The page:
In 2023 I began some intensive research around the topic of gamification. This topic seemed to have its heyday in the literature (books, articles) nearly a decade ago, with a seeming golden year around 2015.

“Gameful design attempts to design interactive systems that serve (a) functional needs and (b) specific desired uses and effects of these functions, (c) facilitating both kinds of outcomes by affording the motivating, enjoyable experiences characteristic of gameplay.”

Deterding, S. (2014). The lens of intrinsic skill atoms: A method for gameful design.

I’d heard about games for learning some years before; I’d heard Gee speak at ISTE one year and I’d purchased a book by Prensky on Digital Game-Based Learning. Marc’s book provided a number of postulations about how we learn. I’ll reproduce some here:

  • You can’t learn unless you fail.
  • People learn in context. People learn when elements are abstracted from context.
  • Learning should be fun. Learning should be hard work. (Papert said learning is hard fun.)
  • People learn just in time, only when they need to.
  • People learn through feedback.
  • People learn through reflection.
  • People learn from stories and parables.
  • People learn by playing.
  • People learn through games.
  • People learn when they are having fun..

An oft-quoted book on games is by Jane McGonigal (2011) and she writes passionately about games being a necessary escape from reality. I saw the impact for games in learning but hadn’t realized the field was wider than the potential from Prensky’s list, where he includes gameplay as an avenue towards learning.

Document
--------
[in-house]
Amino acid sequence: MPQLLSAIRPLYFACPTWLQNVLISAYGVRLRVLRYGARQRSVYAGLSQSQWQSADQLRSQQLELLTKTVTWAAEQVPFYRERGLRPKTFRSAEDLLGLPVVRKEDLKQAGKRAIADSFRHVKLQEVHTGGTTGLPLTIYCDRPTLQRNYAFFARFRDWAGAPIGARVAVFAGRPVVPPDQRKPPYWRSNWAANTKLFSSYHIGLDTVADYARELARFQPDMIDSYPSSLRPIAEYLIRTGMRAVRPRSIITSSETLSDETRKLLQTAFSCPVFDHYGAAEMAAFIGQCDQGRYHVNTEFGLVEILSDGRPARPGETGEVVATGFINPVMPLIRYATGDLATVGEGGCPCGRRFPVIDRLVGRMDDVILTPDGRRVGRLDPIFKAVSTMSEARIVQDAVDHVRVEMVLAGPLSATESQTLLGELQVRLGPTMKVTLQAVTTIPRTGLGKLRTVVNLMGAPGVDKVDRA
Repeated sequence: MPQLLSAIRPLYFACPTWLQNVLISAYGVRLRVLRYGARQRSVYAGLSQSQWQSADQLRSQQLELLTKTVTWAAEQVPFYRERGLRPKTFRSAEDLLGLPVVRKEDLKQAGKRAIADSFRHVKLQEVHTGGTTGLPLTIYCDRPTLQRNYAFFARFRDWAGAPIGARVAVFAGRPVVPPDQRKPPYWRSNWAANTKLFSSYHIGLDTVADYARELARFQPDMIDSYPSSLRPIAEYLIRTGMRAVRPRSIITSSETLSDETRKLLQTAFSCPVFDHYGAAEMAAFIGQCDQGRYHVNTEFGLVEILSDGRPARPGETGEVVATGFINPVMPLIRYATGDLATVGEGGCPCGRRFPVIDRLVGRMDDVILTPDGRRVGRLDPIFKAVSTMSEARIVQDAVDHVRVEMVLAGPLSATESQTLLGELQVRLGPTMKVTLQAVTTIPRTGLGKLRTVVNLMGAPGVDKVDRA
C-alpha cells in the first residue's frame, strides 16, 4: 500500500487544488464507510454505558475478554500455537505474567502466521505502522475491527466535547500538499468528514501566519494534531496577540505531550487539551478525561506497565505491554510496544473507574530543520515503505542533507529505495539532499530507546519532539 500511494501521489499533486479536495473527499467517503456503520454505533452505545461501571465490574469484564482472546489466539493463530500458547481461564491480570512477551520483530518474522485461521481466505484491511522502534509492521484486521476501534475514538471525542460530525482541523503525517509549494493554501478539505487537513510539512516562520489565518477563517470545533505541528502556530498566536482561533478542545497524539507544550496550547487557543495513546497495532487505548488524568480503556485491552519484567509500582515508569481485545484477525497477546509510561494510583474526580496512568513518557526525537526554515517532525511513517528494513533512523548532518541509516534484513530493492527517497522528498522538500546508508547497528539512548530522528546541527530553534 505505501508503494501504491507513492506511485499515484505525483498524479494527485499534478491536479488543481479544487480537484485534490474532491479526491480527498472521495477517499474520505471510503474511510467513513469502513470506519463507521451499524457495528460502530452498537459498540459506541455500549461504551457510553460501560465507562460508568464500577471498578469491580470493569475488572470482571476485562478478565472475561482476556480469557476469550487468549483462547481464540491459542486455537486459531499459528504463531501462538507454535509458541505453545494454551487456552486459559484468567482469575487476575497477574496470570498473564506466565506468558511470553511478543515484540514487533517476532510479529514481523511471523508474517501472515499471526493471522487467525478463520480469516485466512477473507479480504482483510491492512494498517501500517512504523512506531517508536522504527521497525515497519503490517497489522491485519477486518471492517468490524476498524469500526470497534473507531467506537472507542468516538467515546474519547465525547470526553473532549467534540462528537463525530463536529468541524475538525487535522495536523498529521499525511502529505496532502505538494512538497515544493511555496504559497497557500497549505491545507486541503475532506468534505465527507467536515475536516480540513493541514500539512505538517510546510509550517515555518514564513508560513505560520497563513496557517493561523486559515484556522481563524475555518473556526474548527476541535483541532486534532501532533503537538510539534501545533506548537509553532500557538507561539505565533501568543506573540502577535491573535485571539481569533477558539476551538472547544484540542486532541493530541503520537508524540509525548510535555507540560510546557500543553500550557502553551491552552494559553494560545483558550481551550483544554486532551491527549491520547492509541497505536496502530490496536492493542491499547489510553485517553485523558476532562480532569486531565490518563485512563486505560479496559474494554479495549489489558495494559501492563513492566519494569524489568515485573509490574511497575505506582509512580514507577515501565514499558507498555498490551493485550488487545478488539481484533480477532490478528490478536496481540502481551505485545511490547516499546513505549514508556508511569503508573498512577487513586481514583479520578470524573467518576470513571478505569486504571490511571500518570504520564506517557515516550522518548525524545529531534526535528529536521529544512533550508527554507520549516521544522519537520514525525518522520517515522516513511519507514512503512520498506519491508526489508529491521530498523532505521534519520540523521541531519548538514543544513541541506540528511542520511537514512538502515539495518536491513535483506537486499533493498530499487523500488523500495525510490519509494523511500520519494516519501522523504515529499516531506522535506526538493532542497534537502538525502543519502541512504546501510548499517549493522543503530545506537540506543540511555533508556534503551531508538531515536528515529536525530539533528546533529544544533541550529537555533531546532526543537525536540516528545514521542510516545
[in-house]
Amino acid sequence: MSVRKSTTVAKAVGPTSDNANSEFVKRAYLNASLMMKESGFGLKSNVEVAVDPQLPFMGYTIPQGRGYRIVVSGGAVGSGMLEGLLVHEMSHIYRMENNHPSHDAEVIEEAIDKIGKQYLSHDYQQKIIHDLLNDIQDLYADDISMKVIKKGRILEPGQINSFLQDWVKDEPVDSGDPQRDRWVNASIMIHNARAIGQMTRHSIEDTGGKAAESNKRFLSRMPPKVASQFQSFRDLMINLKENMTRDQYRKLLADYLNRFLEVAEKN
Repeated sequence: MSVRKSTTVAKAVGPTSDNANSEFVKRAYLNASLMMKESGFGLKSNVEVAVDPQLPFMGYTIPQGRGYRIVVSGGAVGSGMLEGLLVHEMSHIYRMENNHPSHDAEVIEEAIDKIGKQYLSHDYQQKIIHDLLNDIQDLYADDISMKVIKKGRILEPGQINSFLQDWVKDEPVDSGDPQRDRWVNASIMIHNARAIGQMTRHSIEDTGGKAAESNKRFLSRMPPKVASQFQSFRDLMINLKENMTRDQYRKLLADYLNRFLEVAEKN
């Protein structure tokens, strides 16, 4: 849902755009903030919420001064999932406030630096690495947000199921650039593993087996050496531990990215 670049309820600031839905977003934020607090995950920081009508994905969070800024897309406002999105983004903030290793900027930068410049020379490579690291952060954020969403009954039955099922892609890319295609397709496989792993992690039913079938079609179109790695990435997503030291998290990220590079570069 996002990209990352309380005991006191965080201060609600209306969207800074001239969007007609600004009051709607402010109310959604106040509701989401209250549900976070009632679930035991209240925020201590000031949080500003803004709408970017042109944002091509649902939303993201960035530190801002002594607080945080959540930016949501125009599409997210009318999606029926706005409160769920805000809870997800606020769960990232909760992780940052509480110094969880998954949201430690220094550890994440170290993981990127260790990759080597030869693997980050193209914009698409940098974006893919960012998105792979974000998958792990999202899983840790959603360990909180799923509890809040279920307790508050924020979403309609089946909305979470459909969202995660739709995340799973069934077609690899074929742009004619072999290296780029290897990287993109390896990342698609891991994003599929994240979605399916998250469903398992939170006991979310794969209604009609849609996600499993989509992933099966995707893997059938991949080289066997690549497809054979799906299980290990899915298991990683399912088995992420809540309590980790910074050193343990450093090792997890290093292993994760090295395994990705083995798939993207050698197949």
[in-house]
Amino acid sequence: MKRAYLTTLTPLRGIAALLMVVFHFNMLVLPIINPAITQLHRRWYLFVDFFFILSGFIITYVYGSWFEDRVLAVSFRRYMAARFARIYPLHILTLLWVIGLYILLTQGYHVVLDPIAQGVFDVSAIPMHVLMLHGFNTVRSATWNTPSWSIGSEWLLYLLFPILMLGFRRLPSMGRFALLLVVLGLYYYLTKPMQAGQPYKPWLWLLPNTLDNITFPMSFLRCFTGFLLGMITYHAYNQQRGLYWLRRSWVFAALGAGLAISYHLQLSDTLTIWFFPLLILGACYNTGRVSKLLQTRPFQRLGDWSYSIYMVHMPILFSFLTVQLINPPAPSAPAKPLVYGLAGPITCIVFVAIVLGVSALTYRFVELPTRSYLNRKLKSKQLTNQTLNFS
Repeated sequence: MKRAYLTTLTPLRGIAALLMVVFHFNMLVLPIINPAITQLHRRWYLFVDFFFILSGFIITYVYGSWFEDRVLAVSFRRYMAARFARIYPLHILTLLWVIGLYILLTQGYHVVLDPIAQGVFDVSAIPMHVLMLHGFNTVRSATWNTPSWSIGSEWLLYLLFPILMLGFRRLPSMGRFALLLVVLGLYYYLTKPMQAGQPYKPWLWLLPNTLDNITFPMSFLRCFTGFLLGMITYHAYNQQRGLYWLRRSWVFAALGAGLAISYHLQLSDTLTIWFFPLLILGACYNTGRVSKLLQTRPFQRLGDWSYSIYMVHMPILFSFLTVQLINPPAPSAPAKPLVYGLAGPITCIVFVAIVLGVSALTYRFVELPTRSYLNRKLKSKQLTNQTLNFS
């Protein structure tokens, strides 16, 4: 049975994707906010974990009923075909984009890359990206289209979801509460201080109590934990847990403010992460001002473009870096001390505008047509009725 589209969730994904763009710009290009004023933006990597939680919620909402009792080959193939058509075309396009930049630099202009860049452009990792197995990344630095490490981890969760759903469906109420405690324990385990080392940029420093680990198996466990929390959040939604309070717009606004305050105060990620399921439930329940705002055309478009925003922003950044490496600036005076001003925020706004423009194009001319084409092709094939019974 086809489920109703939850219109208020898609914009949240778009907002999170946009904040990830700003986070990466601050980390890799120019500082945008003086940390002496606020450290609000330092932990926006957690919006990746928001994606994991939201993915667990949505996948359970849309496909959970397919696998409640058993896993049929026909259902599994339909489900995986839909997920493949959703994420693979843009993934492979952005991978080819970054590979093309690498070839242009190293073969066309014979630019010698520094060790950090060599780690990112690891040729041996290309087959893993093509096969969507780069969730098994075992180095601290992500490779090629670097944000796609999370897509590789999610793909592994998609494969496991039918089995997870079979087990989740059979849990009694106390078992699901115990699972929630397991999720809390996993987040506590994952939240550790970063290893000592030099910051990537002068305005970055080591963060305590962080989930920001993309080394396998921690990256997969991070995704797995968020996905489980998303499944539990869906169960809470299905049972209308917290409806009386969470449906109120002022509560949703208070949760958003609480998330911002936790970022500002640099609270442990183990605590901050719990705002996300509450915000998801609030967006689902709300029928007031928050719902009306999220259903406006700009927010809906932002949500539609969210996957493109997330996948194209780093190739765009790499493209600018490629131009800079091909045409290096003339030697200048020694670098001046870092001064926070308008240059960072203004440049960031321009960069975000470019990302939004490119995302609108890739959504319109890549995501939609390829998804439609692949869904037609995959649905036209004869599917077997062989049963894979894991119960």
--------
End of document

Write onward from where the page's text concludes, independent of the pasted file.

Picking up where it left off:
My journey had me thinking back to my childhood, to the culture of the 1980s, and where we’ve come or advanced since that time.

The 1983 movie War Games imagines a computer game that turns real, quite the example given the availability of AI models like Chat-GPT.

Games vs. Gamified Experiences

To be sure, there is a continuum between games and other interactive experiences, such as games and simulations. I should be clear that gamification isn’t a game. Which isn’t a value call, it’s just different.

Games have particular qualities. The definition offered by Huizinga, around play happening within the so-called magic circle is a good one, I think. The gist is that in games we know things aren’t real. We know that killing pigs in Angry Birds is all good and fun, we’re actually not harming any animals (birds included).

Experiences that are gamified are typically viewed as real. Among the many examples of gamification authors cite the defunct McDonald’s Monopoly game. It wasn’t really the board game, right, but they referenced that game and made buying their food a little more fun by adding elements of chance to our dining experience. At its heart it was a marketing ploy, buy more Big Macs in hopes of winning cash or free fries.

Gamification therefore became the buzzword du jour for businesses who might turn to this field to drive up profits.

At its heart, gamification is a study at what makes games attractive to us psychologically. And it doesn’t stop at understanding—it goes further to apply these techniques to otherwise non-gaming experiences.

What attracted me to the field is what we could do with this psychology to advance learning, and specifically professional learning for adults.

At VDOE I led a number of sessions introducing this concept to employees engaged in professional learning activities.

Stay tuned for more.